Dear Diary: Today I Killed 50 rats, Tomorrow I Will Kill 100 Kobolds

Many people, at different forums posted some very amusing responses to my post on writing a book for a free to play game.

Although amusing I was wondering how much of it was from not really seeing how a book could be written from a free-to-play MMORPG.

While it may be true that many F2P MMORPGs have thinner, watered down story lore, in most cases it’s still fairly good.

This also plays into my previous topic of how Runes of Magic told story lore slightly different than other MMORPGs I’ve played(whether RMT or subscriber based).

To diverge off-topic a moment:]

I recalled some nights playing Runes of Magic where I was compelled to go over low level quests.  I realized I was spending many hours and many nights without really leveling(more horizontal gameplay?) yet I couldn’t stop.  I found a stronger pull to actually read the quest objective text, and hurry back after completion to read more text.  It’s more of how RoM has cleverly incorporated good story telling into an old system(I’ll be making another post on how RoM has decieved us all with ingenius developement).

But I digress:

I intended to write the story much in the way anime fans write their fanfriction these days.  Back in the day, it’d be fanfaction based off the old pen-and-paper roleplaying games like D&D.

You don’t really write out things that boil down to mechanics.  For instance, If I have to do a quest where I kill 10 kobolds and return, I won’t just “write” that.

I cast fireball, wait 3 seconds for it to cast, and kill a kobold, I move on to the second one.

No, I of course would liven it up, it is afterall supposed to be a living “real” world”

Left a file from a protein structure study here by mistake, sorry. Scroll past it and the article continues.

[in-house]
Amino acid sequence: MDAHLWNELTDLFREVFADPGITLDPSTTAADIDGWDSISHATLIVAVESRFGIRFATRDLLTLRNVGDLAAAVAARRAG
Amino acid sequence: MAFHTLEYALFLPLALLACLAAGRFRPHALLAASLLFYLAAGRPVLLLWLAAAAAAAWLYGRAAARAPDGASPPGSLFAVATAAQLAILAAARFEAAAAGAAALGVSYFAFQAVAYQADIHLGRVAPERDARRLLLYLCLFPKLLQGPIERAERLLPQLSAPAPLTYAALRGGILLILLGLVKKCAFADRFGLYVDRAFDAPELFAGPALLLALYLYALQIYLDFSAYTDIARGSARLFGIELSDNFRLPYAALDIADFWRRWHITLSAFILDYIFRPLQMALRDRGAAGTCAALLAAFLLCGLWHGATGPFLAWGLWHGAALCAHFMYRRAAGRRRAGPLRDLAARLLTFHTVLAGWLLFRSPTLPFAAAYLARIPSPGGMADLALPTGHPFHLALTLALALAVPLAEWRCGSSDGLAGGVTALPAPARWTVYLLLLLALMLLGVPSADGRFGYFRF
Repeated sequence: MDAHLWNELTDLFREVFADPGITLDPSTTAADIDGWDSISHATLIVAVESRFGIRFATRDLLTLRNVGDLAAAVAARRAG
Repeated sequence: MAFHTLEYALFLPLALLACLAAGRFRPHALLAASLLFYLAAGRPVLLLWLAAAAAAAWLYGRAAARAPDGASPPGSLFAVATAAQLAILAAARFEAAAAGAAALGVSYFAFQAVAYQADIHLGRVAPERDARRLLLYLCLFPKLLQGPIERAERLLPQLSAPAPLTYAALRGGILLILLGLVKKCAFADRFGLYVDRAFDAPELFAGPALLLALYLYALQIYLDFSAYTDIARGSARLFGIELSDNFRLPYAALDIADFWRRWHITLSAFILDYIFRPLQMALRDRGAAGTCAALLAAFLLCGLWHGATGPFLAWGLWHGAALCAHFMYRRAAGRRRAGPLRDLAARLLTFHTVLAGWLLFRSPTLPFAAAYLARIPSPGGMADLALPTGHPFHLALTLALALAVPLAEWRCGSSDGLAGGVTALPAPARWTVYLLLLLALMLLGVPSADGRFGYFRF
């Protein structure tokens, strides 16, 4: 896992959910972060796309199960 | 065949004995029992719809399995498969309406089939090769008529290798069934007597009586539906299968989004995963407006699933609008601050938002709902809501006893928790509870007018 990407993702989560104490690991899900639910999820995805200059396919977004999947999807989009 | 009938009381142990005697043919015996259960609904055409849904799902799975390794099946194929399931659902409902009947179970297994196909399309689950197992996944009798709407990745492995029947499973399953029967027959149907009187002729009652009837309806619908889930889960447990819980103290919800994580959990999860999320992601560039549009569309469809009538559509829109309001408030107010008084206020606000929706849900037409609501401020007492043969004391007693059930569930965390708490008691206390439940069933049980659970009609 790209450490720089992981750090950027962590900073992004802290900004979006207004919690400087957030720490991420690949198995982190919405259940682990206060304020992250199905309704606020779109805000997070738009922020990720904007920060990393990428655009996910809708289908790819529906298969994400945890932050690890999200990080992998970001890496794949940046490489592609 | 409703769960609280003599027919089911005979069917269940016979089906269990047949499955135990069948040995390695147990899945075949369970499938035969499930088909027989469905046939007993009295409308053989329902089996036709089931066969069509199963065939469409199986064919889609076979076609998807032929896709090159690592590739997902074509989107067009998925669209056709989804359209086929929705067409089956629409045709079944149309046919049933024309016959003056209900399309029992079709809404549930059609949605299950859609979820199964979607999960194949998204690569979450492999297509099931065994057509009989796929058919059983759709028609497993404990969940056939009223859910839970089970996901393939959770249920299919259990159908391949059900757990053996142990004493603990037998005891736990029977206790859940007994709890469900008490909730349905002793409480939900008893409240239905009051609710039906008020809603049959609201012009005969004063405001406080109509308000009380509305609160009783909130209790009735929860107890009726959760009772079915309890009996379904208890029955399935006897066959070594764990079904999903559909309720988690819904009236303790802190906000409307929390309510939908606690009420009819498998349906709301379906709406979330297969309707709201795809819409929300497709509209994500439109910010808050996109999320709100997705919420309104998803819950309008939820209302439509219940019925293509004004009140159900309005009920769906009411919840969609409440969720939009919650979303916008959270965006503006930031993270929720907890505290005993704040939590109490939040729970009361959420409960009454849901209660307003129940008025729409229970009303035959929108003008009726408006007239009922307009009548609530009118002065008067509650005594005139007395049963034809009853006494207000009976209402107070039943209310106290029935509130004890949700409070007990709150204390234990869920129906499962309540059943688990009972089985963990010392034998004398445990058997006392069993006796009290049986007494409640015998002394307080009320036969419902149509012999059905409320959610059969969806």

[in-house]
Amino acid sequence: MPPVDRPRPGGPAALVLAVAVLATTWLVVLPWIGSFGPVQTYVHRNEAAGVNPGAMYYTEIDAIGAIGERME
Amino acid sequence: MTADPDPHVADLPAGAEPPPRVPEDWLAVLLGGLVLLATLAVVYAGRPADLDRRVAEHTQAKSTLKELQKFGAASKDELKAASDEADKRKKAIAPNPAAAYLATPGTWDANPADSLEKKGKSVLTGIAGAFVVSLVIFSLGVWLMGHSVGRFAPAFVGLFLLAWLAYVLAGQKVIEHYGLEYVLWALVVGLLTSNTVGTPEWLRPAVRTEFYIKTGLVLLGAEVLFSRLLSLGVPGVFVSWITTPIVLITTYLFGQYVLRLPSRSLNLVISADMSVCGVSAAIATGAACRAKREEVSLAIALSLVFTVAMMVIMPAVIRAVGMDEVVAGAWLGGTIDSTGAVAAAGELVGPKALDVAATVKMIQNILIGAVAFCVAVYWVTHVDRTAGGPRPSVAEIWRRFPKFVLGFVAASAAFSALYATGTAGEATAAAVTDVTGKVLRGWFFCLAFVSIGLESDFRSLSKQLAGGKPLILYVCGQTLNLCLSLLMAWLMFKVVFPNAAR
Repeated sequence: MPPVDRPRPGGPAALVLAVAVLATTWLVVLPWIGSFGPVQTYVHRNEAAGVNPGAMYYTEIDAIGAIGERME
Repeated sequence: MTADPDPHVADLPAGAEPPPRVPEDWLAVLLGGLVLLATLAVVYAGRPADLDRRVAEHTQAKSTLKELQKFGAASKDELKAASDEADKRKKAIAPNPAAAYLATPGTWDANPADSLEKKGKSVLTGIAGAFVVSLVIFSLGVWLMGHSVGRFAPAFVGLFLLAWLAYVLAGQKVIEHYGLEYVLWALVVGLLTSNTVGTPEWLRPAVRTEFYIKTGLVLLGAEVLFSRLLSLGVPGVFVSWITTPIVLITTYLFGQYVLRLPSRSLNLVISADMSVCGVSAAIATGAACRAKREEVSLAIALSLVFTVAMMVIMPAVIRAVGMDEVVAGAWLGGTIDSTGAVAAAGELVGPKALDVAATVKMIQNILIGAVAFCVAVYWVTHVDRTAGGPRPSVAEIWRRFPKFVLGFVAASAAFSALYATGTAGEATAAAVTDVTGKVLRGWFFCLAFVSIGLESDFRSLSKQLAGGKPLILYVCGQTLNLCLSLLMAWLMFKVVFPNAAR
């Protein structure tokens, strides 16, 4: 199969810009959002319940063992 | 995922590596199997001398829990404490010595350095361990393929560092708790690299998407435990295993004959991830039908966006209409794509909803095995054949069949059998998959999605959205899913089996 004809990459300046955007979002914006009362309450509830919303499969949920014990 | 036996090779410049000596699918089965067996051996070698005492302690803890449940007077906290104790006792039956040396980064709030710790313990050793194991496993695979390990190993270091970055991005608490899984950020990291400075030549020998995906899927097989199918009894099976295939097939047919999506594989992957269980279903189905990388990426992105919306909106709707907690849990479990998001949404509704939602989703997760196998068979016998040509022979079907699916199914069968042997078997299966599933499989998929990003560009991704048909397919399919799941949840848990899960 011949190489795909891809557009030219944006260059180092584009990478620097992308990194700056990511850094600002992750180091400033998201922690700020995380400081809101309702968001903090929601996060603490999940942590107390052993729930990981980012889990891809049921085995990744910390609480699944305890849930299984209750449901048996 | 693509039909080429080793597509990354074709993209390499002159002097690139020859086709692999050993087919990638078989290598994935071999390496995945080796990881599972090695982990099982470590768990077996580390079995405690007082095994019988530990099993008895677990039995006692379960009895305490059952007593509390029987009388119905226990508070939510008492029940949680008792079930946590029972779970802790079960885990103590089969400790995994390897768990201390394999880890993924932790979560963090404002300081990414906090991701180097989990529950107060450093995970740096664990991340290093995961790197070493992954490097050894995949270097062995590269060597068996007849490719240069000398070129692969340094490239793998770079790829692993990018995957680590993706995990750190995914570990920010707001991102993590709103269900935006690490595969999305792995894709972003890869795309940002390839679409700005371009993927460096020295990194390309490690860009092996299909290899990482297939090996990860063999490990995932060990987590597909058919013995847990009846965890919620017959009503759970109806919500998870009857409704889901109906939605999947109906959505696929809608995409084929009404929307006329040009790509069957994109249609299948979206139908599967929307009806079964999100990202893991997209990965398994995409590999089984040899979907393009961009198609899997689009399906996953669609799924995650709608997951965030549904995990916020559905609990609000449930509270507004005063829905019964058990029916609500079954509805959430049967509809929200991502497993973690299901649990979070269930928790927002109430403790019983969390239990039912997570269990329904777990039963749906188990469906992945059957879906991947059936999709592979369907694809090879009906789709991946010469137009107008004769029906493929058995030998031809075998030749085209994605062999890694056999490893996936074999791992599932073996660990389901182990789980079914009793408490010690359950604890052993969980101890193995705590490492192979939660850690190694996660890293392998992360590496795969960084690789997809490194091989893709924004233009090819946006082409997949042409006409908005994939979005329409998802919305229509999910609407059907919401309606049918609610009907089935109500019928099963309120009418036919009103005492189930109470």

I heard a low growl coming from somewhere behind me.  I spun around in time to catch a kobold to the throat.  I was able to maintain my footing while prying him off. Blood trickled down my neck like beads of sweat in mid summers day.  Luckily he didn’t take a pound of flesh with him.  Throwing him on the ground gave me the time I needed to concentrate.  He barely had time to get up and start for me when I said two of my favorite words in my arsenal frying him into a crispy critter.

Now that may not be as good as it coud be, but gives you an idea of “translating” a game into a story.

Another example:

I had bought a book years ago for D&D.  It was only 200 pages and part of a small side-series(about 6 books).  If you’ve read any of them, you know they were specifically intended to be “written adventures”.

The written adventures were to paint the picture that the books had been adventures that real people had playing the game, and then took that game they played and wrote a book out of it.

I found a link to one of those books, with a sample chapter in PDF included, so you can have a very good idea of the writing style I’m shooting for with Runes of Magic.

The Living Dead

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